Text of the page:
Food labels can be as fattening as their ingredients if you’re not viewing them with a critical eye. It’s not always what they’re telling you, but more so what they’re not.
Imagine this scenario:
Food label: Carrots! now fat free!
Consumer: “Whoa! How about that! I’ll buy three bags!”
Food industry executives: “Cha-ching!”
Food labels: can you trust them?
Hmm, since when did carrots ever have fat in them? The absurdity of the above hypothetical scenario illustrates my view of the proverbial carnival shell game played by food companies, and the carnival goers (consumers) who so willingly continue to blindly throw good money after bad hoping that one of those shells (food labels) contains the magic health bullet.
Are low-carb beers a healthier alternative?
The idea for this article popped into my head when I saw an advertisement for “low-carb” beer. It got me thinking about the lengths to which food and beverage companies will go to cook up clever marketing campaigns – consumer health be damned.
Though I’ve been known to imbibe a beer or six from time to time, the idea that it’s “low-carb” is completely off-base and doesn’t take into account the fact that if you drink too much of it on a regular basis, you’re going to get fat.
Even if food chemists sliced off a gram or two of carbohydrate from its “high-carb” cousin, alcohol still provides approximately 7 calories (~29 kJ) per gram. A safe energy estimate for low-carb beer is somewhere around 100 calories and isn’t much different from a regular “high-carb” beer.
Slug down a six pack a day, and when the smoke clears and the dust settles (or the room stops spinning), you’re still on a collision course for a “low-carb” keg around your gut.
The entire marketing campaign is based upon the misguided notion that “carbs make me fat.” And well, perhaps this is “true” in the minds of obese food marketing executives sitting high atop their ivory towers crafting the next public hoodwinking. After all, it’s not a lie if you believe it yourself.
It’s easier to overeat refined foods
As I mentioned in a previous post regarding media health reporting, a junk food diet high in added refined sugar (soda, chips, candy bars) passes through your stomach more quickly than nutrient dense foods and therefore leaves you feeling hungrier sooner and more likely to consume excess calories.
End result: you get fat. No surprise, just basic laws of thermodynamics at work.
Unfortunately, with the help of the food industry and the anti-sugar brigade, the general public has been led to think carbohydrates are evil metabolic villains poisoning our bodies with absolutely no consideration for the type of carbohydrate (complex, low-glycemic index) or how it fits into an overall balanced diet. Food labels pander to this line of thinking by highlighting their products are “low-carb” or “low-sugar.”
Following on from above, years ago, government health agencies shouted out from the bell tower that we needed to “eat less fat” and we’d all lose weight. Only problem is, what they intended and what people actually heard were two different messages.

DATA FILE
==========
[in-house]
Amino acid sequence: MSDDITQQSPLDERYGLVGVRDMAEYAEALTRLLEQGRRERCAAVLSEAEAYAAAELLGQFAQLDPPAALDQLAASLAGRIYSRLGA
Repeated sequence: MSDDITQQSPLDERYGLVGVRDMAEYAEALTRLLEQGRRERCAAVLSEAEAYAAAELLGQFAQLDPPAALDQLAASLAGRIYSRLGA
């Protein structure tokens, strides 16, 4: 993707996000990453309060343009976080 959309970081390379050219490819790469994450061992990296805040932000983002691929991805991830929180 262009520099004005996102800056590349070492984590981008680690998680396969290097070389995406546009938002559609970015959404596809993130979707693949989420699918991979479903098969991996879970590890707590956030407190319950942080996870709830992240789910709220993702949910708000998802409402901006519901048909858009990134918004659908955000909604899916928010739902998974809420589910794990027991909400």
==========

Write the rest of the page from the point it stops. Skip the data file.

People thought they were clever and took the message to the extreme, “well if I don’t eat any fat, then I can’t get fat.”
Food industry: give the people what they think they want
Food products (and food labels) were overhauled, with the fat content drastically reduced but replaced with sweeteners (refined sugar, etc). People carried on wolfing down “low-fat” foods but, not so surprisingly, waistlines around the world continued to expand.
And the people revolted, “Hey, big bad evil government health agencies, what gives?! I’ve been doing what your stupid sugar industry shill dietitians and doctors told me and my ass is still wider than an axe handle!”
The astutely listening food industry seized the moment and jumped to the podium, “Yes townspeople, we hear you loud and clear! We shall deliver you from the evils perpetrated upon you by the know-nothing establishment! Carbs HAVE made you fat! Carbs are poison! We shall deliver unto you low-carb versions of all your favourite foods sure to warm the cockles of your stomachs!”
The low-carb hysteria is still running strong but global obesity rates are continuing to rise.
Quick-fixes over healthy lifestyle foundations
As I take a step back and use my eye-o-meter to assess the overall health landscape, I believe the public is also partially complicit in the growing obesity problem. Food industry executives, quack diet book authors, and self-proclaimed fitness gurus hawking infomercial exercise gimmicks have all capitalised on public distrust of the so-called establishment and the desire for quick-fix health solutions, none of which have made one iota of difference to the abysmal state of public health.
You want the secret? It’s right here in my Permanent Fat Loss Principles article, but the secret is really no secret. We’ve known it all along.
You don’t have to be a nutritional biochemist to eat healthy. Make small changes you can live with and stick with it for the long-haul. Ditch the low-carb beer, soda, candy, chips, and all kinds of refined crap food.
Exercise? While going to the gym is a step in the right direction, there’s evidence that prolonged sitting (i.e., daily desk job) can “undo” all your hard work and still leave you at risk for health problems. Ever heard of a standing workstation? Spend more time on your feet “wasting energy” throughout the day (i.e., standing workstation) and you can expect a more svelte you.
So next time you see a food label trumpeting “chocolate éclairs now low in fat,” always read the fine print…..serving size: 10 milligrams!